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Streets Guide to Gary Indiana

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STREET GUIDE TO GARY INDIANA

at the Latino Chicago Theater Company

There's something sad and beautiful about the residue of our former industrial might: the abandoned steelworks, the falling-down factories, the rusty railroad spurs hidden in the weeds. Which may explain the appeal of the poetry of R.C. Wilson, performed by Richard Henzel in his one-man, hour-long show Street Guide to Gary Indiana. In his author's notes Wilson says he is obsessed with "finding the ghost of the industrial heartland," a ghost he impishly names Gary Indiana.

A few more than half of the poems Henzel performs concern this elusive character, who at times comes across as a mythical hero of the Paul Bunyan variety. In "The Paper Boys," for example, Wilson imitates myths about the origin of the moon or the stars to tell how Gary Indiana invented smog and water pollution. At other times, Indiana seems more like a parody of Horatio Alger's Ragged Dick, a humble newspaper vendor who hangs out with the guys and still comes up with the idea "that revolutionized Western society, creating 10,000 jobs." At still other times, he's more like one of those charming, slightly eccentric characters who inhabit Richard Brautigan's prose poetry. In "Roots in the Rubble," for example, Indiana is fascinated with the relics of the recent industrial past and keeps "rusted railroad spikes while tossing arrowheads through the trestle ties."

Unfortunately, the fact that Gary Indiana changes so radically from poem to poem--from force of nature to popular hero to foible-filled regular guy--undercuts the power of the series. Nor does it help that Wilson's poems vary so wildly in quality. Some of them are mysterious and beautiful; others fit Gore Vidal's definition of free verse as "carefully ruined prose."

The strongest poems in the show don't even involve Gary Indiana. In "Punch Press" the poem's narrator sacrifices his fingers and toes one by one to an omnivorous industrial machine. In "The Pastoral Gary" he describes a landscape as alien as the face of the moon: "The arc lights expose a factory nightscape to smoke-laden moths, who fall from the singe to float on the lids of barrels." Though neither of these poems has the accumulated power of, say, Antler's "Factory," to name another work by a contemporary midwestern poet concerned with blue-collar life, Wilson still packs a lot of punch into these dead-on confrontations with the ugliness of industrial America.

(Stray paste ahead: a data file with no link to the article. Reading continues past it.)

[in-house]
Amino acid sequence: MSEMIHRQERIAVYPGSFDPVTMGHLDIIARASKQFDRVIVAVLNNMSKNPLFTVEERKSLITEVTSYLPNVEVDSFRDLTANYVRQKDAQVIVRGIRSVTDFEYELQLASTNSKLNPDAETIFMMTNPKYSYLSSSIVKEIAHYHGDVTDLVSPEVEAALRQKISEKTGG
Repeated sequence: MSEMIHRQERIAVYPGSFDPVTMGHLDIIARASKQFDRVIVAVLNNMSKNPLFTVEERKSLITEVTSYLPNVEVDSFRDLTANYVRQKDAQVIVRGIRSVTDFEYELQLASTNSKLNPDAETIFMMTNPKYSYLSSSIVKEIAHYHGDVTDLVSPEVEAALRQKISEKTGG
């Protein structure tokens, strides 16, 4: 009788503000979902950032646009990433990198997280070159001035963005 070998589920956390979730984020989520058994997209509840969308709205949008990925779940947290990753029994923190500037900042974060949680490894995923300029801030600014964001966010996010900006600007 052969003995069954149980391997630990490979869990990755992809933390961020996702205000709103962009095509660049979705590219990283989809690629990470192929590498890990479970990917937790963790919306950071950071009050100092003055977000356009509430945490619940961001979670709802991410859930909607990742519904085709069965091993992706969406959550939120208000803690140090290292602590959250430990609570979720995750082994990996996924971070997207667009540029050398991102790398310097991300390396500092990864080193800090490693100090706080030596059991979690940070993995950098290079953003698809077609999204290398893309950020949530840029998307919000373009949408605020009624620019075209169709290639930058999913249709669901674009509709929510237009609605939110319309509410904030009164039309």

Wilson would be hard-pressed to find a better actor to perform his poetry than Henzel, best known for his one-man show Mark Twain in Person, performed most recently at the Body Politic. Henzel, a trained actor, finds a middle ground between dull, academic poetry reading and the self-indulgent histrionics that frequently characterize poetry slams--a middle ground that sacrifices neither Wilson's poetry nor the power of his characters. In some cases, using a performance technique developed by Canadian director Keith Johnstone (with whom he studied at Second City), Henzel chooses one of a half dozen masks and wears it while he reads. (Johnstone believes wearing a mask puts actors into a trance state that allows the spirit of the mask to possess them.) At other times Henzel performs maskless. Both styles work well with Wilson's poetry, but Henzel's masked characters tended to be a bit cartoonish and flat.

Ironically, the best poem of the evening, "The Witch of Koos," was not written by Wilson at all but by Robert Frost. This poem about a woman haunted by the skeleton of an ex-lover is so well-written, leavened with just the right amount of comedy and ghastly detail--the woman keeps one of the skeleton's knuckles in her button box--that it puts even the best of Wilson's poems to shame.

Art accompanying story in printed newspaper (not available in this archive): photo/Jim Johnson Photography.

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